6. Loans are forgiven at death: A parent PLUS loan is discharged if the parent dies or if the student on whose behalf a parent obtained the loan dies.
  7. Application Process: To apply for a Parent PLUS loan, the parent must complete the Free Application for Federal Student Aid (FAFSA) and then submit a separate PLUS loan application.

What is Double Consolidation?

Parent Plus loans only have access to the 10 year payment plan, the extended and graduated repayment plans. None of these is eligible for loan forgiveness. If you do a single consolidation this will give you the option for Income Contingent Repayment (ICR), which is the worst income based repayment as it has the highest monthly repayment. Double consolidation is a loophole that gives parents access to better repayment options (PAYE, IBR, RePAYE, SAVE) normally not available on Parent Plus loans. This is a loophole is closing July 1, 2025. Double consolidation is not something your servicer will offer as a strategy for repayment so be sure to work with a Certified Student Loan Professional (CSLP).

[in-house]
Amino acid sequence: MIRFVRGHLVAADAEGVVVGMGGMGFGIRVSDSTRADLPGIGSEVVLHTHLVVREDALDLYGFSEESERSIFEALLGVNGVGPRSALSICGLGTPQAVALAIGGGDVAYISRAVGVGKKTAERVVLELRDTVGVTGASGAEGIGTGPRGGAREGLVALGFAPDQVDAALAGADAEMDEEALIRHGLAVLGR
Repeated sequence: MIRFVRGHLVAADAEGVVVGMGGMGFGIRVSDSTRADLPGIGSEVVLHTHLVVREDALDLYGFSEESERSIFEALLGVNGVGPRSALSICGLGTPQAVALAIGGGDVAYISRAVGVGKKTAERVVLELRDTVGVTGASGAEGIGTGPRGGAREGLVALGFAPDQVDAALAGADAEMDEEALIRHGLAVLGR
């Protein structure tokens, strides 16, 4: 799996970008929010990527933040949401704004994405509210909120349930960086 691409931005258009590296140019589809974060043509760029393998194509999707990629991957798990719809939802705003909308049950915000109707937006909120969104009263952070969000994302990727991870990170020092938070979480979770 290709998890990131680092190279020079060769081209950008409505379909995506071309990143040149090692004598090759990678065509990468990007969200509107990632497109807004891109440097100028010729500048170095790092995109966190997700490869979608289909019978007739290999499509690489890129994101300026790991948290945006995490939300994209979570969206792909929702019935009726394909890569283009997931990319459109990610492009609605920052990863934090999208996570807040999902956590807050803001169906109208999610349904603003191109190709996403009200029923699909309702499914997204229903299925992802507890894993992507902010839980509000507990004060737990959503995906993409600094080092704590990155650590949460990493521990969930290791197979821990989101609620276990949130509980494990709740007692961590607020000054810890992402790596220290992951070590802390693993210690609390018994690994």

Update: Congress is closing the double consolidation loophole as of July 1, 2025. The only option after that will be ICR. So if you have existing Parent Plus loans time is of the essence to take advantage of this loophole.

Who does this strategy work for?

The use of double consolidation works well for a married couple that borrowed a significant amount of Parent Plus loans (think expensive college and/or multiple children) and have one parent whose income is lower now or will be in retirement. Because the repayment amount is based on income there an incentive to borrow as much as possible in Parent Plus loans as it will not impact your payment. For example your monthly payment will be the same if you borrowed $20,000 or $200,000. Existing Parent Plus borrowers should start the double consolidation process by early 2025 because this loophole is closing to be able to take advantage. New Parent Plus borrowers will only be able to borrow until January 2025 and have enough time complete the double consolidation process before it closes on July 1, 2025.

Which Parent Should take out the Parent Plus Loan?